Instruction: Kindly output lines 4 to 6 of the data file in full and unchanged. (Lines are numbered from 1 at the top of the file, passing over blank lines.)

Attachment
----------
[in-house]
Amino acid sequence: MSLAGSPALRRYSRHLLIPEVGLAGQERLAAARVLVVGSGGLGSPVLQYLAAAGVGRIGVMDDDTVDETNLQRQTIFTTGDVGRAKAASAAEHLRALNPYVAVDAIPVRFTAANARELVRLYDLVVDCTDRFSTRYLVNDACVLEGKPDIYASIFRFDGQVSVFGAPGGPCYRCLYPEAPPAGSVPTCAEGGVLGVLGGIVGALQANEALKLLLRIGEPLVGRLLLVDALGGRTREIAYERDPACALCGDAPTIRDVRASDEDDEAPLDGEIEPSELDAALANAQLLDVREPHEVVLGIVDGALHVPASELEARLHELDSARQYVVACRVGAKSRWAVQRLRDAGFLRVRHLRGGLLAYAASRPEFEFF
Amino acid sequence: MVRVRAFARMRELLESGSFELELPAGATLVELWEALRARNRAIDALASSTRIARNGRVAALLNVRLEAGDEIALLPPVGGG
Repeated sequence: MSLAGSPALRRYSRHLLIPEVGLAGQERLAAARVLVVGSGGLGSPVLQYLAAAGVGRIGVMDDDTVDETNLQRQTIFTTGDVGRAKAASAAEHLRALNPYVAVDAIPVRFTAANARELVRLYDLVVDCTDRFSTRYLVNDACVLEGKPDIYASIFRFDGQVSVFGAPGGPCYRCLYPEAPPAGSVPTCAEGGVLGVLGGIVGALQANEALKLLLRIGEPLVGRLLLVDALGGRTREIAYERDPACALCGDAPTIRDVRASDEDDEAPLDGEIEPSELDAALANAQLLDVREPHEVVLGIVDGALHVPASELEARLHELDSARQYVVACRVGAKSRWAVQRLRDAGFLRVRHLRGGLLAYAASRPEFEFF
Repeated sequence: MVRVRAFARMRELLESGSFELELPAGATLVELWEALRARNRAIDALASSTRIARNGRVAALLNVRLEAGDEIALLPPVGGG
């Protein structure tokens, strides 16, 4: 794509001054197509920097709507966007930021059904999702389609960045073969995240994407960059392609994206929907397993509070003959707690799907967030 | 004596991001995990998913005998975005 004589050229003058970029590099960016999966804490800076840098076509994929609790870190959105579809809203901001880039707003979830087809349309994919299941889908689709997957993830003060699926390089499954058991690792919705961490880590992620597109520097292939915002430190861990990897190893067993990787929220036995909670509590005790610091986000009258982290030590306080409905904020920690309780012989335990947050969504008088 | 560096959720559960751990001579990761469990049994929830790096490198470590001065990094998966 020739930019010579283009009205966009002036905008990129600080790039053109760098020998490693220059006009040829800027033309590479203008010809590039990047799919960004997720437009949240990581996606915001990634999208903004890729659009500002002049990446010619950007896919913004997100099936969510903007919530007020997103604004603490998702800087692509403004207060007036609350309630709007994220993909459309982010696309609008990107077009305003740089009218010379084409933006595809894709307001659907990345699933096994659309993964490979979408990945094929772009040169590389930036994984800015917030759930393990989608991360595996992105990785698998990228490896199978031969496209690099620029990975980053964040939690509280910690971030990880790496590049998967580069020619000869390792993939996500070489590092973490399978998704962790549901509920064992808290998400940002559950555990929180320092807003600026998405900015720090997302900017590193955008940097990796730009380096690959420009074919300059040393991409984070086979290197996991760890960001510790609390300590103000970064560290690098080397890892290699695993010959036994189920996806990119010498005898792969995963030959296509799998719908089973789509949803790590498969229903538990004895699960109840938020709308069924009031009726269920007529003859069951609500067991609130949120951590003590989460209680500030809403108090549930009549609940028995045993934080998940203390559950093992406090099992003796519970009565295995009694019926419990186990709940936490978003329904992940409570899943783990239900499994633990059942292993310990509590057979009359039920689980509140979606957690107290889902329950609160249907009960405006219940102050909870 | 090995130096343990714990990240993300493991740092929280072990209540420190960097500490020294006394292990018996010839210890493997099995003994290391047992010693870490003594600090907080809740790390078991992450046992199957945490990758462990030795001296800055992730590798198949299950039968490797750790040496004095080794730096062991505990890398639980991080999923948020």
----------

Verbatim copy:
Repeated sequence: MSLAGSPALRRYSRHLLIPEVGLAGQERLAAARVLVVGSGGLGSPVLQYLAAAGVGRIGVMDDDTVDETNLQRQTIFTTGDVGRAKAASAAEHLRALNPYVAVDAIPVRFTAANARELVRLYDLVVDCTDRFSTRYLVNDACVLEGKPDIYASIFRFDGQVSVFGAPGGPCYRCLYPEAPPAGSVPTCAEGGVLGVLGGIVGALQANEALKLLLRIGEPLVGRLLLVDALGGRTREIAYERDPACALCGDAPTIRDVRASDEDDEAPLDGEIEPSELDAALANAQLLDVREPHEVVLGIVDGALHVPASELEARLHELDSARQYVVACRVGAKSRWAVQRLRDAGFLRVRHLRGGLLAYAASRPEFEFF
Repeated sequence: MVRVRAFARMRELLESGSFELELPAGATLVELWEALRARNRAIDALASSTRIARNGRVAALLNVRLEAGDEIALLPPVGGG
């Protein structure tokens, strides 16, 4: 794509001054197509920097709507966007930021059904999702389609960045073969995240994407960059392609994206929907397993509070003959707690799907967030 | 004596991001995990998913005998975005 004589050229003058970029590099960016999966804490800076840098076509994929609790870190959105579809809203901001880039707003979830087809349309994919299941889908689709997957993830003060699926390089499954058991690792919705961490880590992620597109520097292939915002430190861990990897190893067993990787929220036995909670509590005790610091986000009258982290030590306080409905904020920690309780012989335990947050969504008088 | 560096959720559960751990001579990761469990049994929830790096490198470590001065990094998966 020739930019010579283009009205966009002036905008990129600080790039053109760098020998490693220059006009040829800027033309590479203008010809590039990047799919960004997720437009949240990581996606915001990634999208903004890729659009500002002049990446010619950007896919913004997100099936969510903007919530007020997103604004603490998702800087692509403004207060007036609350309630709007994220993909459309982010696309609008990107077009305003740089009218010379084409933006595809894709307001659907990345699933096994659309993964490979979408990945094929772009040169590389930036994984800015917030759930393990989608991360595996992105990785698998990228490896199978031969496209690099620029990975980053964040939690509280910690971030990880790496590049998967580069020619000869390792993939996500070489590092973490399978998704962790549901509920064992808290998400940002559950555990929180320092807003600026998405900015720090997302900017590193955008940097990796730009380096690959420009074919300059040393991409984070086979290197996991760890960001510790609390300590103000970064560290690098080397890892290699695993010959036994189920996806990119010498005898792969995963030959296509799998719908089973789509949803790590498969229903538990004895699960109840938020709308069924009031009726269920007529003859069951609500067991609130949120951590003590989460209680500030809403108090549930009549609940028995045993934080998940203390559950093992406090099992003796519970009565295995009694019926419990186990709940936490978003329904992940409570899943783990239900499994633990059942292993310990509590057979009359039920689980509140979606957690107290889902329950609160249907009960405006219940102050909870 | 090995130096343990714990990240993300493991740092929280072990209540420190960097500490020294006394292990018996010839210890493997099995003994290391047992010693870490003594600090907080809740790390078991992450046992199957945490990758462990030795001296800055992730590798198949299950039968490797750790040496004095080794730096062991505990890398639980991080999923948020």